[R-meta] Using control-only and treatment-only studies in 'metafor' -- can you calculate effect sizes with NAs in your table?

Veronica Frans verofr@n@ @ending from gm@il@com
Tue Oct 30 20:38:20 CET 2018

Hello, Wolfgang,

Thanks for your reply.

The 'mean accuracy score' I am referring to here is the Area Under the
Receiver Operating Curve (a plot of true positive and false positive rates
of a model prediction), and is calculated from testing a trained model's
ability to accurately determine the presence of absence of an occurrence in
a given spatial grid. Values below 0.5 indicate complete randomness, and
values closer to 1 imply the highest predictability. It is one of the
standard measures of species distribution modeling in ecology, and I am
using this score to test models that follow a newer procedure (the
treatment) versus models that don't (the control). The goal is to see if
the treatment has a greater effect on accuracy than the control.

I am obviously new to meta-analyses, so any suggestions are definitely
appreciated. Thanks again for your help!


On Tue, Oct 30, 2018 at 2:40 PM Viechtbauer, Wolfgang (SP) <
wolfgang.viechtbauer using maastrichtuniversity.nl> wrote:

> Dear Veronica,
> Measure 'SMD' is for computing the standardized mean difference between
> two groups. It does not seem applicable to your data.
> Can you describe in a bit more detail what these "mean accuracy scores"
> are? How are they computed within an individual study?
> Best,
> Wolfgang
> -----Original Message-----
> From: R-sig-meta-analysis [mailto:
> r-sig-meta-analysis-bounces using r-project.org] On Behalf Of Veronica Frans
> Sent: Tuesday, 30 October, 2018 18:29
> To: r-sig-meta-analysis using r-project.org
> Subject: [R-meta] Using control-only and treatment-only studies in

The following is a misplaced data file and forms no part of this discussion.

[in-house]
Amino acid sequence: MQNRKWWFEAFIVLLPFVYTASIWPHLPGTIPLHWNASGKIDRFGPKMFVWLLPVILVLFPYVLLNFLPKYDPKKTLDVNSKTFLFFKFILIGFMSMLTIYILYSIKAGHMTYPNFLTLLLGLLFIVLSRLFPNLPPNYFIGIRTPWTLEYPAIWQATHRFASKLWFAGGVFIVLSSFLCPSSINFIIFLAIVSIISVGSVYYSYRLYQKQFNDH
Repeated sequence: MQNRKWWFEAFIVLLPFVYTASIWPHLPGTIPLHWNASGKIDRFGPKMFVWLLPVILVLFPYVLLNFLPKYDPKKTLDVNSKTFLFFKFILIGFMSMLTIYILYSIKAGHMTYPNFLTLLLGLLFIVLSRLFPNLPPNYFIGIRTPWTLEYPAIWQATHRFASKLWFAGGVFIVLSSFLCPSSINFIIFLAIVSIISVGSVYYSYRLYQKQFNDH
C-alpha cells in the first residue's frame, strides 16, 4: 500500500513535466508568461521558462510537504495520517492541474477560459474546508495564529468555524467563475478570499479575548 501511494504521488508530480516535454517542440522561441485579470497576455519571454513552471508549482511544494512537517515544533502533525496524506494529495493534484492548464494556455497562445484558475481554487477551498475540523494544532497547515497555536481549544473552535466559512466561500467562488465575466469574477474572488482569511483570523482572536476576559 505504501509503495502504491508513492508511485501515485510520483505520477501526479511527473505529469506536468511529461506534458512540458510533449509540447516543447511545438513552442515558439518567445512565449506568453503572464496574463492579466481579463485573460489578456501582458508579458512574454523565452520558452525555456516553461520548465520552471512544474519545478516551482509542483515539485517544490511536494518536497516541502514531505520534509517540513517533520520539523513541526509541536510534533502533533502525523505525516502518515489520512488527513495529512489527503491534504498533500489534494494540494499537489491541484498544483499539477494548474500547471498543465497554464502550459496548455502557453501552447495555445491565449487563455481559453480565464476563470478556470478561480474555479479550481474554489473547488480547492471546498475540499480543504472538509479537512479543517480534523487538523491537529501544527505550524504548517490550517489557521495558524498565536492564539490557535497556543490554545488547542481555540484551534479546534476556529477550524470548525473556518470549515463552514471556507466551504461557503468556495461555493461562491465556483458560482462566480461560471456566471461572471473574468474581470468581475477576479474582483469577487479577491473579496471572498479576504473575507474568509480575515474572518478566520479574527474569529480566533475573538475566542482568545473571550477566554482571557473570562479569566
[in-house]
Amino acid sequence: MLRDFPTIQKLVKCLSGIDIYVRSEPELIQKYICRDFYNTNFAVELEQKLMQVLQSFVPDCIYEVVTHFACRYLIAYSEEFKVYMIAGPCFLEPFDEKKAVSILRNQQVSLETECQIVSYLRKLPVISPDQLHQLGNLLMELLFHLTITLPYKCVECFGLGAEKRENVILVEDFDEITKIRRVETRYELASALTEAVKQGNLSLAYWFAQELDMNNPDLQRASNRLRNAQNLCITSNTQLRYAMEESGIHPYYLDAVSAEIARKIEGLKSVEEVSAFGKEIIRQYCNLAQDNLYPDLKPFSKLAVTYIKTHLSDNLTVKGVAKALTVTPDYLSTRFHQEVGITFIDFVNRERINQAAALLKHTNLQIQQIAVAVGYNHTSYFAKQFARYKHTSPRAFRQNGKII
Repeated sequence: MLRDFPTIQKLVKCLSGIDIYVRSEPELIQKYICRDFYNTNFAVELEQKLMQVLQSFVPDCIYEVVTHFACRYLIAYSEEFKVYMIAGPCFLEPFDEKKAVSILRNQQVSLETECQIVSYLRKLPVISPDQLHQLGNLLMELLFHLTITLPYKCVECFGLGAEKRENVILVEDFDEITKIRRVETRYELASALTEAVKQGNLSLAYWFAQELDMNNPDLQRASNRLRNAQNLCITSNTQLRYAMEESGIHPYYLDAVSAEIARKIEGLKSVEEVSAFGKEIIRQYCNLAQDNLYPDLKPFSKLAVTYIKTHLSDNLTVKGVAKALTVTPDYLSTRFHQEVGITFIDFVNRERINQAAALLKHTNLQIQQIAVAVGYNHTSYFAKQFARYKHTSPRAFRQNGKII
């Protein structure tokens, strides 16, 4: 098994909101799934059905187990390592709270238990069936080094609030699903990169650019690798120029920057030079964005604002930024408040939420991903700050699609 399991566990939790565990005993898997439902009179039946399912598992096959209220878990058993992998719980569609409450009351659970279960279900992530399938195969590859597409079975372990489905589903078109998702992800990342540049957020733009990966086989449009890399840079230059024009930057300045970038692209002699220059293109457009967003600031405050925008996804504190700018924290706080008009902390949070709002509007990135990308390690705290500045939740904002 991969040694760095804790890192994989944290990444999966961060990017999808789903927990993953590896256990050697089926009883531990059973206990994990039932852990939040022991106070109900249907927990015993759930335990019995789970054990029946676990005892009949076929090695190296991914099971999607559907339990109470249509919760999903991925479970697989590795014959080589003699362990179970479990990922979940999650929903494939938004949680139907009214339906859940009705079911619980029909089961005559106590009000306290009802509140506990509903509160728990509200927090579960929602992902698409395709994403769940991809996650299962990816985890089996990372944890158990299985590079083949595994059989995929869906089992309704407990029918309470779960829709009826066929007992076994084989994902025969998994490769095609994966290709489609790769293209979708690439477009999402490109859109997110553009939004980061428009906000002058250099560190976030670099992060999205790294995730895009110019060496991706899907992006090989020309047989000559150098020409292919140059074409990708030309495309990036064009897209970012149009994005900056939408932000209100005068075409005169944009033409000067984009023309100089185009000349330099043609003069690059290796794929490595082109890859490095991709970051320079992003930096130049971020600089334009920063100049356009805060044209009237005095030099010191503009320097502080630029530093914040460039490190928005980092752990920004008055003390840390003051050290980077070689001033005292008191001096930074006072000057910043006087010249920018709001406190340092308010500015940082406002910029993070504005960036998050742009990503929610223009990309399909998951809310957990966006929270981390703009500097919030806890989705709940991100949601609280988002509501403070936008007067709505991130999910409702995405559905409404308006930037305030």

> 'metafor' -- can you calculate effect sizes with NAs in your table?
> Dear forum,
> I would like to use the 'metafor' package for my meta-analysis. I am
> comparing the results (mean accuracy score from 0  to 1) of articles that
> use one procedure (the 'treatment'; group 1) versus those that don't (the
> 'control'; group 2). However, all of my studies present results for only
> the treatment or only the control, but never both.
> To run the escalc() function (measure=SMD), is it possible to have studies
> with NA's in m1i, sd1i, n1i, and vice-versa?
> Unfortunately, when I use my table in R, the escalc() function gives me
> NA's for yi and vi.
> Here's an example of the code I used:
> mod.means <-data.frame(
>                 study = c("UID6","UID7","UID11","UID13","UID17","UID18"),
>                 n1i = c(1,1,16,NA,NA,21), #number in treatment
>                 n2i = c(NA,NA,NA,2,2,NA), #number in control
>                 m1i = c(.931,.81,.977,NA,NA,.878), #treatment means
>                 m2i = c(NA,NA,NA,.865,.69,NA),     #control means
>                 sd1i = c(0,0,.012,NA,NA,.0386),  #treatment sd
>                 sd2i = c(NA,NA,NA,.05,.03,NA),   #control sd
>                 scale = c(3,4,1,1,3,2)           #potential moderator
>                 )
> all.meta <- escalc(measure = "SMD",
>                    m1i = m1i, m2i=m2i,     #means
>                    sd1i=sd1i, sd2i = sd2i,  #standard deviation
>                    n1i=n1i, n2i = n2i,         #numbers
>                    data = mod.means)
> all.meta  #show table
> Perhaps I should format my table in a different way or consider a different
> meta-analysis approach other than "SMD"?
> Any advice on this is greatly appreciated. Thank you for your time!
> Sincerely,
> Veronica Frans

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